A city for people from elsewhere

I was talking with a friend the other day who was worried about her accent. Being from a middle-eastern country, she was concerned that people might not take her seriously, or might secretly mock her voice. I think Montreal has to be the last place in Canada to worry about that.

For starters, half the born Canadians in the province already have an accent (that’s us anglos), and the city is so cosmopolitan. Being from the West coast, I really notice a demographic change coming out here.

Ridiculously, it threw me for a complete loop the first time I heard a Chinese woman ordering her lunch in an impeccable Québecois accent.

The African and Middle Eastern populations are much more prominent in Montreal than say, Vancouver or Victoria (why does the West coast like the letter V so much anyways?), and the city itself has a much more European feel with the Latin Quarter’s cinemas, and the pervasive French-style café culture. There are also sizeable contributions from ethicities well-represented in the West as well; Chinese, Indian, Southeast Asian, Korean and Japanese residents are all part of the daily procession on Montreal’s streets.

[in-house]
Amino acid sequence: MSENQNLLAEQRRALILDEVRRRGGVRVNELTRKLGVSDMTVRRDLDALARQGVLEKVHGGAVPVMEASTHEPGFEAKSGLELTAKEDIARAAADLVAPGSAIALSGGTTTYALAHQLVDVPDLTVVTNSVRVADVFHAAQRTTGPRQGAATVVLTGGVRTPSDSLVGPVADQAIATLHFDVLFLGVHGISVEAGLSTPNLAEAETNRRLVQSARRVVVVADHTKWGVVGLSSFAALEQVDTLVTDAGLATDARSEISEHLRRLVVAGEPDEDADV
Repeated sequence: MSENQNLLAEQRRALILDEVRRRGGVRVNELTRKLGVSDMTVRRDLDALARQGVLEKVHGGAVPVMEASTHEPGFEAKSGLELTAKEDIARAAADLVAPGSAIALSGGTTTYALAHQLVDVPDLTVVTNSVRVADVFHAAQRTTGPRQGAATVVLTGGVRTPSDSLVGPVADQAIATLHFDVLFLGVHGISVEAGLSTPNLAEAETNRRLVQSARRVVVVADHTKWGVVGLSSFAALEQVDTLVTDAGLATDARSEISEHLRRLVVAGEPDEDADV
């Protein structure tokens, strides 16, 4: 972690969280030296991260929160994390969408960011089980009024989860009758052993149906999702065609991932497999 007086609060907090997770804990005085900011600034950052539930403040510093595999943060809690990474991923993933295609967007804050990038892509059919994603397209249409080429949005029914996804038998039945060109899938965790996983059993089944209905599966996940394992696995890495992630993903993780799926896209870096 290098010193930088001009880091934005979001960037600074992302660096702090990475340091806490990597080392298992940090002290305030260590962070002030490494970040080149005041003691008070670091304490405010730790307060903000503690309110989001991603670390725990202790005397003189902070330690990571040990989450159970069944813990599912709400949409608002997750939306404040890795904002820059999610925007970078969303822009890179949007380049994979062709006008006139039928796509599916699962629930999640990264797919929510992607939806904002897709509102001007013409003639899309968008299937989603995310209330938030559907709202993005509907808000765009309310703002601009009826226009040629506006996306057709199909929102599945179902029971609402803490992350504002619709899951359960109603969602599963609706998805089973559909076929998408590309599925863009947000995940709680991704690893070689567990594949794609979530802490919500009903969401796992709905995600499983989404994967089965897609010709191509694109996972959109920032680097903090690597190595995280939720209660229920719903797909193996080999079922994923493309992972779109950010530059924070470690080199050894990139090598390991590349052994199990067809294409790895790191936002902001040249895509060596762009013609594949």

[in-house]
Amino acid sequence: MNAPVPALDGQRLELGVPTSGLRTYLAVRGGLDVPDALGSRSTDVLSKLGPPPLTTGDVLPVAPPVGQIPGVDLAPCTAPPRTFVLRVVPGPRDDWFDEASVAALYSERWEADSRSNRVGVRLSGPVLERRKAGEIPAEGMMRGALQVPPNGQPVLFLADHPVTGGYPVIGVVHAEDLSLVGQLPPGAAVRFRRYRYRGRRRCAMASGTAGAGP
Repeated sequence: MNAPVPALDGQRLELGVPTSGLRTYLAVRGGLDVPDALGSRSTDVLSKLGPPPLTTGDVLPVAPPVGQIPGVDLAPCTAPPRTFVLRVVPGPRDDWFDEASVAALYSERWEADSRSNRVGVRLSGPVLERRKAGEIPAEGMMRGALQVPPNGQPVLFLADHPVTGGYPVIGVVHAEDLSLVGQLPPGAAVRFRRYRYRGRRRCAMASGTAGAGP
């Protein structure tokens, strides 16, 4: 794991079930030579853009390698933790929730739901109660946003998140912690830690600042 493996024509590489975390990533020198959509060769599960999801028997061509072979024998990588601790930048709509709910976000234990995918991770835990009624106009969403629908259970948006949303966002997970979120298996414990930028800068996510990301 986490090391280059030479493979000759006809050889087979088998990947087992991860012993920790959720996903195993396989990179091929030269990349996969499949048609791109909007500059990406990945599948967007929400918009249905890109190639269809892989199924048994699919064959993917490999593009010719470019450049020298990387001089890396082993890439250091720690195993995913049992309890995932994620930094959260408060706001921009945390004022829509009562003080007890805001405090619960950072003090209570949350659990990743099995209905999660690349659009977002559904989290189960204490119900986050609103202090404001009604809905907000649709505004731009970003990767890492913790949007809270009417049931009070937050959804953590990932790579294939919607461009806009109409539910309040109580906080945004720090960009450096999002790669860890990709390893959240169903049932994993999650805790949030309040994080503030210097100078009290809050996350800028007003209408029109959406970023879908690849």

The cosmopolitan atmosphere resulting from this mix is one of my favorite things about this city. In the fall I was getting off the metro at station Mont-Royal and two girls were greeting each other in Wolof!

Picking out the commonalities and differences between such geographically and culturally different groups is a sort of microscope on the human condition.

A very wise man once told me that fully half of the pleasure of life comes from meeting interesting people. I don’t know; it seems to me that could be an underestimate. For me, becoming familiar with other cultures is an indespensible part of life. It’s my fondest wish that my degree will facilitate making this a lifelong pursuit.

New languages also fascinate me completely; the way some words just have no equal in other tongues, and the richness of the reward when your mind finally grapples its way to truly understanding this previously hidden concept. If only our lives were long enough to learn them all…

One thought on “A city for people from elsewhere

  1. I too am from abroad and I have a note about accents. Very often people will hear my accent, and make an assumption about where I am from, the kind of things I do or even the kind of food I eat.
    My reaction has tended to range from amused to even mildly offended.


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